In a case where there are multiple culpable parties, an apportionment of fault is calculated so that liability is distributed among the various parties such that the total amounts to 100%. Under California law defendants are jointly liable for economic damages. Therefore, any one defendant can be held financially liable for the whole of the economic losses should the other parties found to be at fault be unable to pay their share of the economic damages. However, for non-economic damages a defendant is liable only to the extent of their percentage of fault.
Personal injury actions are brought by those who have, themselves, suffered harm. These claims can, in addition to providing for damages stemming from a direct personal injury to the claimant, also provide compensation for psychological harm caused by witnessing the injury or death of a family member.
An action for wrongful death may be initiated by the decedent’s surviving spouse, domestic partner, children, someone living with the decedent who was financially dependent on them, or, if there are no such relations, those who would be entitled to the property of the decedent by intestate succession. (Intestate succession means the order in which a decedent’s property would be distributed in the absence of a will.) If the deceased had no spouse, domestic partner, or children, the legal action may be brought by their parents. If there are no parents that survive the decedent then the action may be initiated by the decedent’s siblings and, in the event there are no siblings, the grandparents.
California law provides for compensation for both economic and non-economic damages. Economic damages recoverable by an injured plaintiff include objective, quantifiable, losses such as past and future wage loss, medical expenses, transportation of family members to the United States to help care for and/or accompany an injured party home to Ireland, support at home during recuperation, or, in the case of irreversible disability, permanent support, etc. Non-economic damages include subjective harms to the person such as pain, suffering, emotional distress, fear, anxiety, disfigurement, disability, etc. In cases where it can be demonstrated, by the heightened standard of clear and convincing evidence, that there has been a conscious disregard for the health and safety of another, punitive damages may also be assessed. Punitive damages are awarded in addition to those referenced above to punish a defendant so as to deter him/her from engaging in similar conduct in the future as well as to act as a general deterrent thereby sending a message to the greater community that such conduct will result in serious consequences.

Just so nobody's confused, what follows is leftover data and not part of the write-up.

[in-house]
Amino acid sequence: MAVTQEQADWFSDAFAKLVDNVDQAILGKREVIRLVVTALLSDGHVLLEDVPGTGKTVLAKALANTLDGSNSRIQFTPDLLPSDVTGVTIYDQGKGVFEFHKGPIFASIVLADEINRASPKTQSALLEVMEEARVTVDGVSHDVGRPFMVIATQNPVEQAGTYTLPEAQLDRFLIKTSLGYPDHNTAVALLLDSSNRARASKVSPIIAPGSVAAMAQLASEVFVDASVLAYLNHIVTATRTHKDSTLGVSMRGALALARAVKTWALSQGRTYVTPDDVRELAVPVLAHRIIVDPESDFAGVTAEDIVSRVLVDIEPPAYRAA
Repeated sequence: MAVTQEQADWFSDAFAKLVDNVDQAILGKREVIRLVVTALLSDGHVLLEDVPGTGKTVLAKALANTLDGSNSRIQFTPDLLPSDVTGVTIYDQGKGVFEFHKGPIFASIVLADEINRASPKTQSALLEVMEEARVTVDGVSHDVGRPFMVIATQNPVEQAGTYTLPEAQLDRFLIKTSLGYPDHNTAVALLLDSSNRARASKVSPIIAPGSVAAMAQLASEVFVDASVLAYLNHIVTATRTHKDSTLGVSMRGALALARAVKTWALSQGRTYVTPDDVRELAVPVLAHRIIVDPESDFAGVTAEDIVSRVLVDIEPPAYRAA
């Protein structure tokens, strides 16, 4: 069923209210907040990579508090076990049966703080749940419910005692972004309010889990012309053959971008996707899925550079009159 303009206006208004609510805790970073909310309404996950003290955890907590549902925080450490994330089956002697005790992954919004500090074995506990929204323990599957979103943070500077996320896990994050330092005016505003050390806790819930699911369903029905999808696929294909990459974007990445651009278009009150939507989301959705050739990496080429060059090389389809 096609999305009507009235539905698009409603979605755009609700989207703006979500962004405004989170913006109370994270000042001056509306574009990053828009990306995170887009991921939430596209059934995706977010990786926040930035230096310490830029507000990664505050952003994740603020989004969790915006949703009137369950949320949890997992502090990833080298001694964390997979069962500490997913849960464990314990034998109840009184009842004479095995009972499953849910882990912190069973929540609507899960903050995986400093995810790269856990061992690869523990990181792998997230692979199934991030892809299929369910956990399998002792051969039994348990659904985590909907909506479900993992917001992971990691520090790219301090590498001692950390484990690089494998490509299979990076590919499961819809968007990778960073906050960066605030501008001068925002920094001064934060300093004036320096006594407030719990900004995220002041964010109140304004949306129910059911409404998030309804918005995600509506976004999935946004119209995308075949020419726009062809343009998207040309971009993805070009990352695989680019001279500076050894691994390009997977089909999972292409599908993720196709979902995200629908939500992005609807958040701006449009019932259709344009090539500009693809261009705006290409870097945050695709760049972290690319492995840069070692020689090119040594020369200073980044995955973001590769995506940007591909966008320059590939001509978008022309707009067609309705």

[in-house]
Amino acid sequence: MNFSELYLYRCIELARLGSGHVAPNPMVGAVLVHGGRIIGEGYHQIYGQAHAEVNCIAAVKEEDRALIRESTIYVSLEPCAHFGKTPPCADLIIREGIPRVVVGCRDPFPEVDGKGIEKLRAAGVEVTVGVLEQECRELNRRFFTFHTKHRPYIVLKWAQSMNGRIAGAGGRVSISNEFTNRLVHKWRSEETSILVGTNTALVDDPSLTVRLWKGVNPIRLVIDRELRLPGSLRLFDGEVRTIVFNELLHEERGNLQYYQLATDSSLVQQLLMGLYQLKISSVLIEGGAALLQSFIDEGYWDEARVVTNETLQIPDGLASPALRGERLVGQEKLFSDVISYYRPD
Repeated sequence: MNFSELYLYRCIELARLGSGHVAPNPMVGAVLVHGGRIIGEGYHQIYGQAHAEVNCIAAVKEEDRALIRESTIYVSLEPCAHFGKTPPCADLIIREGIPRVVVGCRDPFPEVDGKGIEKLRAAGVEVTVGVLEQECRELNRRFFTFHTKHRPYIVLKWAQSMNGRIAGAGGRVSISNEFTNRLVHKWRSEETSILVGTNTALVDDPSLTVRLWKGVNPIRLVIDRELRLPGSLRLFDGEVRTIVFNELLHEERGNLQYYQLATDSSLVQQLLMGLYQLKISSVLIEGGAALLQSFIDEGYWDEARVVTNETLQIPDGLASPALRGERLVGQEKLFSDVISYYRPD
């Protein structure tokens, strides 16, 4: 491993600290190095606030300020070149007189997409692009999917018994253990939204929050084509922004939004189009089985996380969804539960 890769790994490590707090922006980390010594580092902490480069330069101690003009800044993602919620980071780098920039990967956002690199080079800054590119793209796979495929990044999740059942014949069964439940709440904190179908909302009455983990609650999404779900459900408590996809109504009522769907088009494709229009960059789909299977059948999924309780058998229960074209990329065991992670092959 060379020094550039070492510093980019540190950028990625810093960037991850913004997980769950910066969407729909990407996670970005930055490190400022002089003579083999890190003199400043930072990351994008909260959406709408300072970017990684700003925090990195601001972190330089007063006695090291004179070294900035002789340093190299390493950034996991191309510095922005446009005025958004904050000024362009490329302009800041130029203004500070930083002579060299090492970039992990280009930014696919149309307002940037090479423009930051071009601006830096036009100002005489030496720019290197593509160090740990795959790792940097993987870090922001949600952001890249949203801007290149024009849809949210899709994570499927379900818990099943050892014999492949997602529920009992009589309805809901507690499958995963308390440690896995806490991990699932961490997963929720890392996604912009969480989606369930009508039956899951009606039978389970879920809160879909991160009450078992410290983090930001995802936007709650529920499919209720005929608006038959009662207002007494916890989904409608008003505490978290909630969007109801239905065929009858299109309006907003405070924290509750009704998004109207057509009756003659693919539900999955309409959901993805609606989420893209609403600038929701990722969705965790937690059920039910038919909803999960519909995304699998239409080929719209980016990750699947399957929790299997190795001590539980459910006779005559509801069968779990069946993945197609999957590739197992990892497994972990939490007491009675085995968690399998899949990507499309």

Economic damages for wrongful death recoverable by an eligible plaintiff include: 1) The financial support, if any, that the deceased would have contributed to the plaintiff during either the life expectancy that he/she had before his/her death or the life expectancy of the plaintiff, whichever is shorter; 2) The loss of gifts or benefits that the deceased would have expected to receive from them; 3) Funeral and burial expenses; and 4) The reasonable value of household services that they would have provided.
Non-economic damages in a wrongful death action do not include compensation for the pain, suffering or emotional distress of the surviving relative for their own grief. Instead, they are designed to compensate for loss of the relationship, i.e., the loss of love, companionship, comfort, care, assistance, protection, affection, society, and moral support. For married persons, this includes the loss of the enjoyment of sexual relations. For those who leave children behind this includes the loss of training and guidance. No fixed standard exists for deciding the amount of noneconomic damages.
If a decedent survived for a period of time before passing, a decedent’s personal representative may also seek damages for the economic loss or damage that the decedent sustained or incurred before death (such as hospital expenses), as well as punitive damages that the decedent would have been entitled to recover had the decedent lived. This does not include damages for pain, suffering, or disfigurement. If the decedent died immediately, there can be no claim for punitive damages.
WHO ARE THE POTENTIAL RESPONSIBLE PARTIES?
Given the number of affected parties it is important to examine the full spectrum of defendants to obtain full and fair compensation for all those who have been injured and/or suffered loss and to trigger any and all available insurance policies. Potential defendants include the architects, structural engineers, developers, general contractors, sub-contractors, product manufacturers, distributors and retailers, building owners and building mangers. Commercial insurance policies usually start at $1,000,000 combined single limits and then rise concomitant with the size and wealth of the commercial enterprise to include policies of greater substance including what are referred to as layers of excess coverage which can extend into the tens of millions of dollars. These wrongful death claims are each, in their own right, multi-million dollar claims. The personal injury cases, depending on the nature and severity of their injuries, likewise have significant value.
Architects and/or Structural Engineers: